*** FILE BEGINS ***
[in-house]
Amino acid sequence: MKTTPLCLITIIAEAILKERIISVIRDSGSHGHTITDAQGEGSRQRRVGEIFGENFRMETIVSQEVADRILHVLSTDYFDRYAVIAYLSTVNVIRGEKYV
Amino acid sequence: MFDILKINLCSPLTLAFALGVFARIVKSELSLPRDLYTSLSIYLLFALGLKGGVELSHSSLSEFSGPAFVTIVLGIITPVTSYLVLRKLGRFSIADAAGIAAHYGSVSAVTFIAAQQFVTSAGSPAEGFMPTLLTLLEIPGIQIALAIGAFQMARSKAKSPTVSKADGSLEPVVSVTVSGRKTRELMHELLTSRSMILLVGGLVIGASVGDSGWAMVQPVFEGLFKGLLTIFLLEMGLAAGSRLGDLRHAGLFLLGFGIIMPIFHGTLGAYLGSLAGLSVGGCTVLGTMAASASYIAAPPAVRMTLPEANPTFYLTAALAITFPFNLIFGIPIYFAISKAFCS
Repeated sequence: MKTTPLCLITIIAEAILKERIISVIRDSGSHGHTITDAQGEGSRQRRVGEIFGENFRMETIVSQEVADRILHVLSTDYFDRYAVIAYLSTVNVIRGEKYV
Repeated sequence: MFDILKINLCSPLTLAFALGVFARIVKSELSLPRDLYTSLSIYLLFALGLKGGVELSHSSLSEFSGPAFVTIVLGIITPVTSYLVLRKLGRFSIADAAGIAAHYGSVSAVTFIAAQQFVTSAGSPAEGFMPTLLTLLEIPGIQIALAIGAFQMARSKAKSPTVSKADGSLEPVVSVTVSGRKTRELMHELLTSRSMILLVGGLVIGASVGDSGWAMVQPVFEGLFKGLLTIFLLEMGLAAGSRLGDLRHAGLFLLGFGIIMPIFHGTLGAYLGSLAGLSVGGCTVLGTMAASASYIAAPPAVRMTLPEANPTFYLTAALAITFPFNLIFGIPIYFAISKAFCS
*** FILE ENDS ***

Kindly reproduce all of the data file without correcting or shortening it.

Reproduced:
[in-house]
Amino acid sequence: MKTTPLCLITIIAEAILKERIISVIRDSGSHGHTITDAQGEGSRQRRVGEIFGENFRMETIVSQEVADRILHVLSTDYFDRYAVIAYLSTVNVIRGEKYV
Amino acid sequence: MFDILKINLCSPLTLAFALGVFARIVKSELSLPRDLYTSLSIYLLFALGLKGGVELSHSSLSEFSGPAFVTIVLGIITPVTSYLVLRKLGRFSIADAAGIAAHYGSVSAVTFIAAQQFVTSAGSPAEGFMPTLLTLLEIPGIQIALAIGAFQMARSKAKSPTVSKADGSLEPVVSVTVSGRKTRELMHELLTSRSMILLVGGLVIGASVGDSGWAMVQPVFEGLFKGLLTIFLLEMGLAAGSRLGDLRHAGLFLLGFGIIMPIFHGTLGAYLGSLAGLSVGGCTVLGTMAASASYIAAPPAVRMTLPEANPTFYLTAALAITFPFNLIFGIPIYFAISKAFCS
Repeated sequence: MKTTPLCLITIIAEAILKERIISVIRDSGSHGHTITDAQGEGSRQRRVGEIFGENFRMETIVSQEVADRILHVLSTDYFDRYAVIAYLSTVNVIRGEKYV
Repeated sequence: MFDILKINLCSPLTLAFALGVFARIVKSELSLPRDLYTSLSIYLLFALGLKGGVELSHSSLSEFSGPAFVTIVLGIITPVTSYLVLRKLGRFSIADAAGIAAHYGSVSAVTFIAAQQFVTSAGSPAEGFMPTLLTLLEIPGIQIALAIGAFQMARSKAKSPTVSKADGSLEPVVSVTVSGRKTRELMHELLTSRSMILLVGGLVIGASVGDSGWAMVQPVFEGLFKGLLTIFLLEMGLAAGSRLGDLRHAGLFLLGFGIIMPIFHGTLGAYLGSLAGLSVGGCTVLGTMAASASYIAAPPAVRMTLPEANPTFYLTAALAITFPFNLIFGIPIYFAISKAFCS